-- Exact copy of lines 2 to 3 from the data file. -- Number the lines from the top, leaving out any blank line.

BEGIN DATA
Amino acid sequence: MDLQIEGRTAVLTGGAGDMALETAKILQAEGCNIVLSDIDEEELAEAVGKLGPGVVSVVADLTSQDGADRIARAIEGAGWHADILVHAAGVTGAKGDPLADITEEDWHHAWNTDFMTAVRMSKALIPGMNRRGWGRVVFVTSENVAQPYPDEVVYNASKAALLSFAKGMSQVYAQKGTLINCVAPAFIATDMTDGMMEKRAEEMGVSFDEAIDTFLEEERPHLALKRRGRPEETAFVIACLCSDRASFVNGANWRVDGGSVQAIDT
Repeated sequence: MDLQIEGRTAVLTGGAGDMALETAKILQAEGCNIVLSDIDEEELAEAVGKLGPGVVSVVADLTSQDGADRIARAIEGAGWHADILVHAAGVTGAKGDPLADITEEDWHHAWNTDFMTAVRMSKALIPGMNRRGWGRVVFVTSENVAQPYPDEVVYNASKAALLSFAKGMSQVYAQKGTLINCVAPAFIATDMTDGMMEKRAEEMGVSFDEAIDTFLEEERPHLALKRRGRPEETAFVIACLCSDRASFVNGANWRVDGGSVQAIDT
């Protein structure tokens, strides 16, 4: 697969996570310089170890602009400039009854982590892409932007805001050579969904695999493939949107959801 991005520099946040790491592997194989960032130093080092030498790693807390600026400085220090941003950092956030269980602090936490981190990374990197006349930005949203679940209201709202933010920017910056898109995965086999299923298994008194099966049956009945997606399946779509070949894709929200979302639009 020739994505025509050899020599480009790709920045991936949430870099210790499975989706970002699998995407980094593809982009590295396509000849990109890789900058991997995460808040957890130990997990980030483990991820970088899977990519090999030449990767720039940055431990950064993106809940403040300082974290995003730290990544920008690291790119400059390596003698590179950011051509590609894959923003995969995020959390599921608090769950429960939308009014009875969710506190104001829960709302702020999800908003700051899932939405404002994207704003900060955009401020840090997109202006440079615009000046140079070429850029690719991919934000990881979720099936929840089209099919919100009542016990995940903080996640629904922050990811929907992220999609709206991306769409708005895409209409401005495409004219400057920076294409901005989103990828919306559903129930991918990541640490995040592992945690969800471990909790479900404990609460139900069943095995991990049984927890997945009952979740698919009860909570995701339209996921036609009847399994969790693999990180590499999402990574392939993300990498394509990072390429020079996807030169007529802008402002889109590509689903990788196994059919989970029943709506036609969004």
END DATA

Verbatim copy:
Repeated sequence: MDLQIEGRTAVLTGGAGDMALETAKILQAEGCNIVLSDIDEEELAEAVGKLGPGVVSVVADLTSQDGADRIARAIEGAGWHADILVHAAGVTGAKGDPLADITEEDWHHAWNTDFMTAVRMSKALIPGMNRRGWGRVVFVTSENVAQPYPDEVVYNASKAALLSFAKGMSQVYAQKGTLINCVAPAFIATDMTDGMMEKRAEEMGVSFDEAIDTFLEEERPHLALKRRGRPEETAFVIACLCSDRASFVNGANWRVDGGSVQAIDT
């Protein structure tokens, strides 16, 4: 697969996570310089170890602009400039009854982590892409932007805001050579969904695999493939949107959801 991005520099946040790491592997194989960032130093080092030498790693807390600026400085220090941003950092956030269980602090936490981190990374990197006349930005949203679940209201709202933010920017910056898109995965086999299923298994008194099966049956009945997606399946779509070949894709929200979302639009 020739994505025509050899020599480009790709920045991936949430870099210790499975989706970002699998995407980094593809982009590295396509000849990109890789900058991997995460808040957890130990997990980030483990991820970088899977990519090999030449990767720039940055431990950064993106809940403040300082974290995003730290990544920008690291790119400059390596003698590179950011051509590609894959923003995969995020959390599921608090769950429960939308009014009875969710506190104001829960709302702020999800908003700051899932939405404002994207704003900060955009401020840090997109202006440079615009000046140079070429850029690719991919934000990881979720099936929840089209099919919100009542016990995940903080996640629904922050990811929907992220999609709206991306769409708005895409209409401005495409004219400057920076294409901005989103990828919306559903129930991918990541640490995040592992945690969800471990909790479900404990609460139900069943095995991990049984927890997945009952979740698919009860909570995701339209996921036609009847399994969790693999990180590499999402990574392939993300990498394509990072390429020079996807030169007529802008402002889109590509689903990788196994059919989970029943709506036609969004």